Langala, aka: Lāṅgala, Laṅgala; 5 Definition(s)


Langala means something in Hinduism, Sanskrit. If you want to know the exact meaning, history, etymology or English translation of this term then check out the descriptions on this page. Add your comment or reference to a book if you want to contribute to this summary article.

In Hinduism


[Langala in Purana glossaries]

Lāṅgala (लाङ्गल):—Son of Śuddhoda (son of Śākya). He will be born in the future and become a king. He will have a son called Prasenajit. (see Bhāgavata Purāṇa 9.12.14)

(Source): Wisdom Library: Bhagavata Purana

1a) Lāṅgala (लाङ्गल).—A son of Śuddhoda, and father of Prasenajit;1 in charge of a Samhitā.2

  • 1) Bhāgavata-purāṇa IX. 12. 14.
  • 2) Brahmāṇḍa-purāṇa II. 35. 47.

1b) As a weapon of Śeṣa.*

  • * Viṣṇu-purāṇa II. 5. 18; V. 33. 30.
(Source): Cologne Digital Sanskrit Dictionaries: The Purana Index
Purana book cover
context information

The Purana (पुराण, purāṇas) refers to Sanskrit literature preserving ancient India’s vast cultural history, including historical legends, religious ceremonies, various arts and sciences. The eighteen mahapuranas total over 400,000 shlokas (metrical couplets) and date to at least several centuries BCE.

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Natyashastra (theatrics and dramaturgy)

[Langala in Natyashastra glossaries]

Lāṅgala (लाङ्गल) is a Sanskrit word referring to a “plough”, or it can refer to a kind of pole used in gathering fruit from a tree.

(Source): Wisdom Library: Nāṭya-śāstra
Natyashastra book cover
context information

Natyashastra (नाट्यशास्त्र, nāṭyaśāstra) refers to both the ancient Indian tradition (śāstra) of performing arts, (nāṭya, e.g., theatrics, drama, dance, music), as well as the name of a Sanskrit work dealing with these subjects. It also teaches the rules for composing dramatic plays (nataka) and poetic works (kavya).

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Itihasa (narrative history)

[Langala in Itihasa glossaries]

Lāṅgala (लाङ्गल) is a name mentioned in the Mahābhārata (cf. ) and represents one of the many proper names used for people and places. Note: The Mahābhārata (mentioning Lāṅgala) is a Sanskrit epic poem consisting of 100,000 ślokas (metrical verses) and is over 2000 years old.

(Source): JatLand: List of Mahabharata people and places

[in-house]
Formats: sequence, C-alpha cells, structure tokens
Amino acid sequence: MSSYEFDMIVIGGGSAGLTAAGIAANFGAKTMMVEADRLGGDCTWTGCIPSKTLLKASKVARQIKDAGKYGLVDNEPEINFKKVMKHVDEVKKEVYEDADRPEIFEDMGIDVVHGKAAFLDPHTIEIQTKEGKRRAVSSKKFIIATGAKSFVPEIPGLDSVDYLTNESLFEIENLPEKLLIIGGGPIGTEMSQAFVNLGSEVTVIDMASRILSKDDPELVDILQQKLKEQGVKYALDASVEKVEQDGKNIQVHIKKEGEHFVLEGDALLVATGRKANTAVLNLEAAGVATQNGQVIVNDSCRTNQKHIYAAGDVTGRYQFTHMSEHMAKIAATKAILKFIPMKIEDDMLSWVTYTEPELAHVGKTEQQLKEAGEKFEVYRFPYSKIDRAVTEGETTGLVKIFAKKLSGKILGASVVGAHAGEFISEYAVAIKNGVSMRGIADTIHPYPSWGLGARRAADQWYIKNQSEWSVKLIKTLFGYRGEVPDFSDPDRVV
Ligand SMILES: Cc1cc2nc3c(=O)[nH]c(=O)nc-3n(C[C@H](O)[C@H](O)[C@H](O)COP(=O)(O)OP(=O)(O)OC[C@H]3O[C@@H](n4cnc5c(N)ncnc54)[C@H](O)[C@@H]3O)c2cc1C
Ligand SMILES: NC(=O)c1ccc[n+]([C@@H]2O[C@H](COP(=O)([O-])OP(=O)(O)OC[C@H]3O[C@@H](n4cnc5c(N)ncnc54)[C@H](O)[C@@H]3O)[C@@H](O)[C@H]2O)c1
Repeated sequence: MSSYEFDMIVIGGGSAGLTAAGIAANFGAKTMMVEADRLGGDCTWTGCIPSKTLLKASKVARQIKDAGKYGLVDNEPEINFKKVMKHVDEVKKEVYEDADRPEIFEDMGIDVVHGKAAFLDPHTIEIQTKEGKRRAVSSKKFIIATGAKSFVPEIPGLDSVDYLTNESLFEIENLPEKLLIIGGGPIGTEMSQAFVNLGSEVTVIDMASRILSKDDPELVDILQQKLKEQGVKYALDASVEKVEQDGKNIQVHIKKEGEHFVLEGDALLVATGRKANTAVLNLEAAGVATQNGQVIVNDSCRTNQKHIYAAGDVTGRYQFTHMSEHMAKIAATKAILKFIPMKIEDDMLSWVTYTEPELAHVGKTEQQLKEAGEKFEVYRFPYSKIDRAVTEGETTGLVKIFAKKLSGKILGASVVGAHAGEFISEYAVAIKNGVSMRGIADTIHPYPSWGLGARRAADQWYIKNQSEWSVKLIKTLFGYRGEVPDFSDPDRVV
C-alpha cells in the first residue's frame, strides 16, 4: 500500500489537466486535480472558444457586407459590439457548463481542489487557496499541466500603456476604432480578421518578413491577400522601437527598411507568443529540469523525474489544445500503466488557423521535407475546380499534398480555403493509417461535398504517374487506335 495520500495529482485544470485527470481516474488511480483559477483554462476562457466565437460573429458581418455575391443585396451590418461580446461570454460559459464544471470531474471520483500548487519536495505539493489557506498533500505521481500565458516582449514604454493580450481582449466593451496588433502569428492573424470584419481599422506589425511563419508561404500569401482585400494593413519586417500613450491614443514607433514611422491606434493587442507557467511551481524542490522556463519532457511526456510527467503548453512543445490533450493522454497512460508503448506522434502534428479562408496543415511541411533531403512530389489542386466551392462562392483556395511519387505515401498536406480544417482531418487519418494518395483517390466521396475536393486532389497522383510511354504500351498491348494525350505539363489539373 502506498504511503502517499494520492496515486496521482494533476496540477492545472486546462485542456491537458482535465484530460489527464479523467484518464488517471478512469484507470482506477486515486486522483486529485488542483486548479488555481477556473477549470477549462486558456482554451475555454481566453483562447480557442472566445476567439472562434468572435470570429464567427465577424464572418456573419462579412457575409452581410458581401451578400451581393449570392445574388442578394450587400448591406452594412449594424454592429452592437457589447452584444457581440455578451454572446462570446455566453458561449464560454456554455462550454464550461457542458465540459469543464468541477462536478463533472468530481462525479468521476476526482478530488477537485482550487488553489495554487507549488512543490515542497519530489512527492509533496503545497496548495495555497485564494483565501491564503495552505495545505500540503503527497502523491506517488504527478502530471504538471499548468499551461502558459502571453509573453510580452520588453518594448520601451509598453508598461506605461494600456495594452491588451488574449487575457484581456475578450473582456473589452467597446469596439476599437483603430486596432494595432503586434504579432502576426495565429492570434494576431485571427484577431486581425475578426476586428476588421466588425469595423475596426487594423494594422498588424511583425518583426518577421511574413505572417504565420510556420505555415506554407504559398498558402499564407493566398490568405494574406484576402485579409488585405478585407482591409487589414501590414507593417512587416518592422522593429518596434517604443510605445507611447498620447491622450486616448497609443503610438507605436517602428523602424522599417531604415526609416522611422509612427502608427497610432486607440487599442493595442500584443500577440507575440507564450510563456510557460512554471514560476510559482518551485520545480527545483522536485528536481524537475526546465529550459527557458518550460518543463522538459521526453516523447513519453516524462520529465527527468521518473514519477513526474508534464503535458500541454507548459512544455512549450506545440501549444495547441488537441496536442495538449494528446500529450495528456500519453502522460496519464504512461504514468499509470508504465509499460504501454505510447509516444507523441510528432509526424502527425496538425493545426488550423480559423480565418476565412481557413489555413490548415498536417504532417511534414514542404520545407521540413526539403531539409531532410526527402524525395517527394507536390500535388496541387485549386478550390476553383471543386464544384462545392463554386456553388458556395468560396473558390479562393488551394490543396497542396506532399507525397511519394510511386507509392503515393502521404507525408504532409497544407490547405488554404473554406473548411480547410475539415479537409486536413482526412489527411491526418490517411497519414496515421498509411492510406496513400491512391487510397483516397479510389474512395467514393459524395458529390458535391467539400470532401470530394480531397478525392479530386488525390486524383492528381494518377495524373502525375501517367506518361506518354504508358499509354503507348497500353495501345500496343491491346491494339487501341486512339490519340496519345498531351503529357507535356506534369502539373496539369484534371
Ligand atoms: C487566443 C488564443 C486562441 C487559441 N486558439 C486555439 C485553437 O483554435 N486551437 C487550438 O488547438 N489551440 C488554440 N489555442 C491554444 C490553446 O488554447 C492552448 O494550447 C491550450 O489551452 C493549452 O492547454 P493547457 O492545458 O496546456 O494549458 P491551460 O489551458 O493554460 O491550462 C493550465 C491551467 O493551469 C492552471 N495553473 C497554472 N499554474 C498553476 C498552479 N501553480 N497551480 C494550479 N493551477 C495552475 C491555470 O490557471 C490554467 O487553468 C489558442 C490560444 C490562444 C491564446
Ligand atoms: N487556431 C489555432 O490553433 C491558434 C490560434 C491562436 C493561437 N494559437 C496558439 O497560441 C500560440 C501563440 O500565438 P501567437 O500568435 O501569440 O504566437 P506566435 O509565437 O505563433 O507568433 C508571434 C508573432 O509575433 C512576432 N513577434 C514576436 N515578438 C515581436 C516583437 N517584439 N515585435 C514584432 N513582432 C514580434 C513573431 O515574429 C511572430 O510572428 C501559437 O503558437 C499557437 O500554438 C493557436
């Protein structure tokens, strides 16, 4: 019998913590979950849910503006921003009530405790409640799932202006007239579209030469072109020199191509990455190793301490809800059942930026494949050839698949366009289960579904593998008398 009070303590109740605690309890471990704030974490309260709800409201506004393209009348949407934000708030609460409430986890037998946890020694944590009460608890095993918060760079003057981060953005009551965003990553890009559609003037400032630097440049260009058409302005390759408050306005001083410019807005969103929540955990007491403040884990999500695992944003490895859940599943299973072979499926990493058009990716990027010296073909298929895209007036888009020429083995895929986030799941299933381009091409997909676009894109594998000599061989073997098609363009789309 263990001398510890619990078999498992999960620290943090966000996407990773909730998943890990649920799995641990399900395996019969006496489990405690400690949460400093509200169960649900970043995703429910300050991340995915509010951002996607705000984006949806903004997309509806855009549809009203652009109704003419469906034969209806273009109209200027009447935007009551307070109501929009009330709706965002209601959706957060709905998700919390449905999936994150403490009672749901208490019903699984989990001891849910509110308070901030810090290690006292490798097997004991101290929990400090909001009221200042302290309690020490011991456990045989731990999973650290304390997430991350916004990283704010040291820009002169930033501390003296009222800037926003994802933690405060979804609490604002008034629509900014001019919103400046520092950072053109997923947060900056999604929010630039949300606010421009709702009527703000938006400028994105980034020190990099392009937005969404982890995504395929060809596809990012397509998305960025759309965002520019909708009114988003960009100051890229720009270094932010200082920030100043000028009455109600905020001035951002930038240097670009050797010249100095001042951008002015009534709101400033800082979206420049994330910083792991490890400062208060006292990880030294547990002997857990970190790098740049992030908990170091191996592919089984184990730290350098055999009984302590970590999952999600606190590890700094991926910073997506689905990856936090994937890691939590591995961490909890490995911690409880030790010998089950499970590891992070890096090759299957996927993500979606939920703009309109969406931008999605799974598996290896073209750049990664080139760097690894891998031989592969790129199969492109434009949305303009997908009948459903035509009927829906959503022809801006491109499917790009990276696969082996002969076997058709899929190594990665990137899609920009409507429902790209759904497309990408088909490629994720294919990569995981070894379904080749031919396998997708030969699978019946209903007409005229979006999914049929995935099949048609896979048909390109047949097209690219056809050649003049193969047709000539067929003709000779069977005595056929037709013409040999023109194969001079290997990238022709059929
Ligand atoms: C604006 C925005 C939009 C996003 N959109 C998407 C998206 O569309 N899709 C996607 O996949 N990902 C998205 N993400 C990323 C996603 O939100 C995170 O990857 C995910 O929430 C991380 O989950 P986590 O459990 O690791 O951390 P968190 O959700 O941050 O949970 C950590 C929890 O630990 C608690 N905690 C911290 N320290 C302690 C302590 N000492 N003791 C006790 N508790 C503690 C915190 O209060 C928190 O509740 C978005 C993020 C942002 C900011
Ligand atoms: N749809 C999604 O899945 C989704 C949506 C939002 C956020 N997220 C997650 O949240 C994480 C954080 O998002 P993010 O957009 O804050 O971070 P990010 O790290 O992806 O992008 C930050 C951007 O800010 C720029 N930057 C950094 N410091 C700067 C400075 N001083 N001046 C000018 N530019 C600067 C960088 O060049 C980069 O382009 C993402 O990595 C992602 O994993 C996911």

context information

Itihasa (इतिहास, itihāsa) refers to ‘epic history’ and represents a branch of Sanskrit literature which popularly includes 1) the eighteen major Puranas, 2) the Mahabharata and 3) the Ramayana. It is a branch of Vedic Hinduism categorised as smriti literature (‘that which is remembered’) as opposed to shruti literature (‘that which is transmitted verbally’).

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Languages of India and abroad

Sanskrit-English dictionary

[Langala in Sanskrit glossaries]

Laṅgala (लङ्गल).—A plough.

Derivable forms: laṅgalam (लङ्गलम्).

--- OR ---

Lāṅgala (लाङ्गल).—[laṅg kalac pṛṣo° vṛddhiḥ bhuvi gacchati Uṇ.1.15]

1) A plough; लाङ्गलग्लपितग्रीवा मुसलैर्भिन्नमस्तकाः (lāṅgalaglapitagrīvā musalairbhinnamastakāḥ) Rām.7.7. 47.

2) A plough-shaped beam or timber.

3) The palm tree.

4) The membrum virile.

5) A kind of flower.

6) A particular appearance of the moon.

7) A kind of timber (used in building houses).

8) A pole for gathering fruit from a tree; Rām.

-laḥ A kind of rice.

-lā The cocoa-nut tree.

Derivable forms: lāṅgalam (लाङ्गलम्).

(Source): DDSA: The practical Sanskrit-English dictionary
context information

Sanskrit, also spelled संस्कृतम् (saṃskṛtam), is an ancient language of India commonly seen as the grandmother of the Indo-European language family. Closely allied with Prakrit and Pali, Sanskrit is more exhaustive in both grammar and terms and has the most extensive collection of literature in the world, greatly surpassing its sister-languages Greek and Latin.

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